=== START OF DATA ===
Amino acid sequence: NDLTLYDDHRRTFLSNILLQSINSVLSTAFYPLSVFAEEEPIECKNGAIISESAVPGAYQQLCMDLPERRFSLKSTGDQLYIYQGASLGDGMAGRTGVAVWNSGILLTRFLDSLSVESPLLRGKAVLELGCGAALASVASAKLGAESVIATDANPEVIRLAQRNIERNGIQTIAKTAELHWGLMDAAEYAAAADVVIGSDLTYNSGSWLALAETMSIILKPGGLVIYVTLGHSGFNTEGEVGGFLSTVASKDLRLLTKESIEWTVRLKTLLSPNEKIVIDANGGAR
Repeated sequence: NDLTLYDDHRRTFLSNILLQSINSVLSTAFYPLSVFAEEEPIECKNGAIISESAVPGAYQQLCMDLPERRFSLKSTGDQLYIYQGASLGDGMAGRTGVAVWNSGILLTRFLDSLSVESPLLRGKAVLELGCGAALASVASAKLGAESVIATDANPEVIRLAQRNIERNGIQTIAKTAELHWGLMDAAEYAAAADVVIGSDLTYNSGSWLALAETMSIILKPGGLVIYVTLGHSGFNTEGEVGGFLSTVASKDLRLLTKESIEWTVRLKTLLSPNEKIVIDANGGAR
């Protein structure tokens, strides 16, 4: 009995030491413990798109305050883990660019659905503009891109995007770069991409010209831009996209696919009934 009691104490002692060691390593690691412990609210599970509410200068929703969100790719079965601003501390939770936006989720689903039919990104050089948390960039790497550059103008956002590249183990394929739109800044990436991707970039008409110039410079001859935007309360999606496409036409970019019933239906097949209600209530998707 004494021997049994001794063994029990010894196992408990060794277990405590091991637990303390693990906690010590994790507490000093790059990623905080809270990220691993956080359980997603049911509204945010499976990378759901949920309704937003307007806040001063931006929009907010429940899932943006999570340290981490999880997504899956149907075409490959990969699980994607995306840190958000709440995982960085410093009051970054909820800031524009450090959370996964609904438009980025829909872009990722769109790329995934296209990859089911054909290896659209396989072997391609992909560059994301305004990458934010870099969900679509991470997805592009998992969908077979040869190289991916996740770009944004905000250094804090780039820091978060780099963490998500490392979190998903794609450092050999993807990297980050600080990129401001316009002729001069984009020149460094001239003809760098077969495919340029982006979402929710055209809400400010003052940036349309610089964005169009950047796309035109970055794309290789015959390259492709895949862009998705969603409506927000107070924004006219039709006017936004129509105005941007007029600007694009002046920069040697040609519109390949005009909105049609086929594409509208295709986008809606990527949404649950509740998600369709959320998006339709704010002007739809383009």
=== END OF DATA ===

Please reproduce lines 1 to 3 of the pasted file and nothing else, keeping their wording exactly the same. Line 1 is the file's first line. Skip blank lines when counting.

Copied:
Amino acid sequence: NDLTLYDDHRRTFLSNILLQSINSVLSTAFYPLSVFAEEEPIECKNGAIISESAVPGAYQQLCMDLPERRFSLKSTGDQLYIYQGASLGDGMAGRTGVAVWNSGILLTRFLDSLSVESPLLRGKAVLELGCGAALASVASAKLGAESVIATDANPEVIRLAQRNIERNGIQTIAKTAELHWGLMDAAEYAAAADVVIGSDLTYNSGSWLALAETMSIILKPGGLVIYVTLGHSGFNTEGEVGGFLSTVASKDLRLLTKESIEWTVRLKTLLSPNEKIVIDANGGAR
Repeated sequence: NDLTLYDDHRRTFLSNILLQSINSVLSTAFYPLSVFAEEEPIECKNGAIISESAVPGAYQQLCMDLPERRFSLKSTGDQLYIYQGASLGDGMAGRTGVAVWNSGILLTRFLDSLSVESPLLRGKAVLELGCGAALASVASAKLGAESVIATDANPEVIRLAQRNIERNGIQTIAKTAELHWGLMDAAEYAAAADVVIGSDLTYNSGSWLALAETMSIILKPGGLVIYVTLGHSGFNTEGEVGGFLSTVASKDLRLLTKESIEWTVRLKTLLSPNEKIVIDANGGAR
């Protein structure tokens, strides 16, 4: 009995030491413990798109305050883990660019659905503009891109995007770069991409010209831009996209696919009934 009691104490002692060691390593690691412990609210599970509410200068929703969100790719079965601003501390939770936006989720689903039919990104050089948390960039790497550059103008956002590249183990394929739109800044990436991707970039008409110039410079001859935007309360999606496409036409970019019933239906097949209600209530998707 004494021997049994001794063994029990010894196992408990060794277990405590091991637990303390693990906690010590994790507490000093790059990623905080809270990220691993956080359980997603049911509204945010499976990378759901949920309704937003307007806040001063931006929009907010429940899932943006999570340290981490999880997504899956149907075409490959990969699980994607995306840190958000709440995982960085410093009051970054909820800031524009450090959370996964609904438009980025829909872009990722769109790329995934296209990859089911054909290896659209396989072997391609992909560059994301305004990458934010870099969900679509991470997805592009998992969908077979040869190289991916996740770009944004905000250094804090780039820091978060780099963490998500490392979190998903794609450092050999993807990297980050600080990129401001316009002729001069984009020149460094001239003809760098077969495919340029982006979402929710055209809400400010003052940036349309610089964005169009950047796309035109970055794309290789015959390259492709895949862009998705969603409506927000107070924004006219039709006017936004129509105005941007007029600007694009002046920069040697040609519109390949005009909105049609086929594409509208295709986008809606990527949404649950509740998600369709959320998006339709704010002007739809383009």